The March for Our Lives: Taking their message to the streets

The MARCH FOR OUR LIVES -- a worldwide series of marches, actually -- attracted hundreds of thousands of young people determined to put a stop to gun violence. Chip Reid in Washington watched the remarkable day unfold:

In the shadow of the U.S. Capitol, the teenage leaders of the March for Our Lives had a message for the nation's leaders: "The voters are coming!" said Cameron Kasky, to cheers.

It's a message that echoed at protests across the nation, from New York to Los Angeles, from Atlanta to Minneapolis, and to Marjory Stoneman Douglas High School in Parkland, Florida, where 14 students and three staff members were killed by a gunman last month.

But it was Washington that drew the biggest crowd. Participants ran the spectrum, and included those speaking for less-visible victims of gun violence.

Naomie Wadler said, "I am here today to acknowledge and represent the African-American girls whose stories don't make the front page of every national newspaper."

But the main attraction may have been the teenagers known to many as the Parkland kids.

"Look around -- we are the change," said Kasky.

Emma Gonzalez read the names of the 17 victims, and then honored them by standing in silence.

This is not the first time survivors of mass shootings and families of the victims have fought to change the nation's gun laws. After 20 first graders and six teachers were killed at Sandy Hook Elementary School in Newtown, Connecticut in 2012, some gun control advocates thought certainly this horror would make change inevitable.

Parents of victims stormed Capitol Hill urging lawmakers to toughen gun laws. Even so, a bill to require universal background checks failed in Congress. "All in all, this was a pretty shameful day for Washington," said President Obama.

But the Parkland teenagers insist this time is different.

"Americans are being attacked in churches, nightclubs, movie theaters and on the streets," said Kasky. "But we the people can fix this. For the first time in a long while, I look forward 10 years and I feel hope. I see light."

Dave Cullen agrees. He wrote a book about the 1999 shooting at Columbine High School in Colorado, and has been covering school shootings ever since. He says the Parkland teens have energized the dispirited gun control movement by giving it a youthful and hopeful face.

"What they figured out that we never figured out [is], that you make the survivor story more compelling than the killer story," Cullen said. "You put him on the back page."

Reid asked, "Did you ever think the heroes of the gun control movement would be high school kids?"

"Never occurred to me in a million years," Cullen replied.

In Washington, the idea that this time it's different resonated with the crowd.

"It's a youth movement, and that makes me hopeful," said Gabrielle Weiss, "because I feel like as adults we haven't really been able to do much about this."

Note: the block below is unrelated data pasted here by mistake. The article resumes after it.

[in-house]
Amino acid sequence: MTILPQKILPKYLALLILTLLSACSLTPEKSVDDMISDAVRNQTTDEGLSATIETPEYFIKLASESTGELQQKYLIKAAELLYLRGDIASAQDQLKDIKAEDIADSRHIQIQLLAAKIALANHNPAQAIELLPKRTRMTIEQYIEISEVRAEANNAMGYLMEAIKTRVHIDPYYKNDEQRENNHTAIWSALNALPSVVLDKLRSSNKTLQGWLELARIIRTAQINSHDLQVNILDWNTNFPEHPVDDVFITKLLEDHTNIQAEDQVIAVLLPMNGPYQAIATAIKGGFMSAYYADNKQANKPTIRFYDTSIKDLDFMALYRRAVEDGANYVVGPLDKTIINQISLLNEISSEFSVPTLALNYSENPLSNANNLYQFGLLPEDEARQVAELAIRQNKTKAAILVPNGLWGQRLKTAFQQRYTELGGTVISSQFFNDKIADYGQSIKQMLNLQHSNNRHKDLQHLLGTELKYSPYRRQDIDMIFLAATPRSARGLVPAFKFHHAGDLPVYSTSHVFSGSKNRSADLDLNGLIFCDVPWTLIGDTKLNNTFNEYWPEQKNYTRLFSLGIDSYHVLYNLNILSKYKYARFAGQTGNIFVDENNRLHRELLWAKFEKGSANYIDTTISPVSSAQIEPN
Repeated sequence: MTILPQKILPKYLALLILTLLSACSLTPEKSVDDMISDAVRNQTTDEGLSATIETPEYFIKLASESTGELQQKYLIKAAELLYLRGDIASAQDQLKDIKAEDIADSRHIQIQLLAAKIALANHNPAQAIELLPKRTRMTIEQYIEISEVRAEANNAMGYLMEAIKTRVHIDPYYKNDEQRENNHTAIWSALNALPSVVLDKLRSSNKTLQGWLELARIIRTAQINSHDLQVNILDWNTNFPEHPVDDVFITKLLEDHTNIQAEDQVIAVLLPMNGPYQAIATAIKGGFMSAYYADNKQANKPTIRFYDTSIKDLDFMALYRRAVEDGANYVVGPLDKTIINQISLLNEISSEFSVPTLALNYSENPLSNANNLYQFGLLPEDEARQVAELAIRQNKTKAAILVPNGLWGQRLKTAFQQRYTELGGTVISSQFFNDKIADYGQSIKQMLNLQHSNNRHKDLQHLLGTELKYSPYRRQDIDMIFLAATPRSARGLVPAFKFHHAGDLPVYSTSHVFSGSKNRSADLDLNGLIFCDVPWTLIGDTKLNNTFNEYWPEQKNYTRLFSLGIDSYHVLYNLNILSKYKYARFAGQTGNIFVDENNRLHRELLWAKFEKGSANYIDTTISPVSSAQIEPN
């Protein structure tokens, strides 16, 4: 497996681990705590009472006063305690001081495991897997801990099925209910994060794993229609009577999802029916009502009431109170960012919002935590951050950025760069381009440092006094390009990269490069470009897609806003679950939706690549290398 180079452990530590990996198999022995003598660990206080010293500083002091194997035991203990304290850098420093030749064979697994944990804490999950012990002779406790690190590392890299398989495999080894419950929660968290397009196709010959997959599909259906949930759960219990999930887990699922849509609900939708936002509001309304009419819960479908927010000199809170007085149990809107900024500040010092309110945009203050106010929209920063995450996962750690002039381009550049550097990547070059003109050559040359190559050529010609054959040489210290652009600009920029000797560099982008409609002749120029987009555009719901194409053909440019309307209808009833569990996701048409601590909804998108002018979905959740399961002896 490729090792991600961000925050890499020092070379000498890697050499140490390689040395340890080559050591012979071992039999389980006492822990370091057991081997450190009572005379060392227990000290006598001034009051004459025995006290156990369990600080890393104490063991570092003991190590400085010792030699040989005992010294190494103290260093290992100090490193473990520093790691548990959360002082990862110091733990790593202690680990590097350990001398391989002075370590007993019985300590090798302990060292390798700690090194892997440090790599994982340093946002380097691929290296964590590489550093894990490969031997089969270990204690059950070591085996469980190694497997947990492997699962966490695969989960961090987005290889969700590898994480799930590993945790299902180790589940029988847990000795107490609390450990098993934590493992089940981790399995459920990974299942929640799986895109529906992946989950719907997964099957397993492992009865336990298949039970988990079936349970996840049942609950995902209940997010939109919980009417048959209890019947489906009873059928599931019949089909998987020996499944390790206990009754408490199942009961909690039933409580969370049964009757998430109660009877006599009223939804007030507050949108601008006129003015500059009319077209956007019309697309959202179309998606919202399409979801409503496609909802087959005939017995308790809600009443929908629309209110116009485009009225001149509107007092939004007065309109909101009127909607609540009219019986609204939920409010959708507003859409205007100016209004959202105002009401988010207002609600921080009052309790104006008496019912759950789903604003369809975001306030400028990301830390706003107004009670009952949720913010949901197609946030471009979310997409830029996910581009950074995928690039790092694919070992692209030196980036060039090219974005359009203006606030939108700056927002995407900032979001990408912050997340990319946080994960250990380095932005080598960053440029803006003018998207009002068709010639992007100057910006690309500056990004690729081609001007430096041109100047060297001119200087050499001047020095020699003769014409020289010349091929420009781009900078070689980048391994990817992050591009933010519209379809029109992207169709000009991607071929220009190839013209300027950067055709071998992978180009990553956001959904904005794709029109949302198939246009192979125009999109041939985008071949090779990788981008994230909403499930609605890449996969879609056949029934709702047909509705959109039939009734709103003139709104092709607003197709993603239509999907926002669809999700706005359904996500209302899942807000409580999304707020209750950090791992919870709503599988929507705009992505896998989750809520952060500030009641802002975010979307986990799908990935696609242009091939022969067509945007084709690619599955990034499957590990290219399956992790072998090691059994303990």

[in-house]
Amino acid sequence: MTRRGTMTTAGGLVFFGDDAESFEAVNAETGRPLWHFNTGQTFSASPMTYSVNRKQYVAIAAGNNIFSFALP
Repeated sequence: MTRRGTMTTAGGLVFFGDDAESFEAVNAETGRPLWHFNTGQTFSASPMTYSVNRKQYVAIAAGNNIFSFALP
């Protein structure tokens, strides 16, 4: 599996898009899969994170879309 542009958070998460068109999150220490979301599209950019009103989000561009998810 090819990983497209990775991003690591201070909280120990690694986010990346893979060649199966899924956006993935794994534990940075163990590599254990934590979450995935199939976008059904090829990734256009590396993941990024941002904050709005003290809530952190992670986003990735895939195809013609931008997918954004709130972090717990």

Alex Weiss says the Parkland shooting hit him especially hard because his wife is pregnant. "I had this really visceral fear that I would have a child that would go to school and I would have to worry about them coming home," he said.

Clearly, the focus of this rally as put together by those Parkland students is gun control. But there are some people who have suffered dearly as a result of the Parkland shooting who believe the top priority is not guns; it should be securing our schools

"She was my baby of the family, and she was daddy's princess," said Andrew Pollack. "It's unimaginable, the pain."

Pollack's daughter, Meadow, was one of the 17 who were killed in the Parkland shooting. He wants to help other parents avoid the agony of losing a child. And the way to do that, he says, is to secure the schools just like we secure stadiums and airports -- with armed guards and metal detectors ... something he made clear at the White House while meeting with President Trump just days after the shooting.

"There should have been one school shooting, and we should have fixed it," Pollack said.

He admires the student organizers of the march in Washington, but he did not attend.

"I know they're bringing awareness to the cause, but I would say, 'Listen, let's do something right now that's achievable,'" Pollack told Reid. "When you start getting into gun control, they'll be fighting that for -- way past I'm dead."

But try telling that to Parkland teenager Delaney Tarr, who firmly believes change is coming.

"This is more than just one day, one event, then moving on," Tarr said Saturday. "This is not a mere publicity stunt, a single day in the span of history. This is a movement. This is a movement reliant on the persistence and the passion of its people."

Students and young people gather for the "March for Our Lives" rally demanding gun control in Washington

A participant holds up a sign at the "March for Our Lives" demonstration, in Washington, D.C., March 24, 2018.

JONATHAN ERNST/REUTERS

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Story produced by Mark Hudspeth.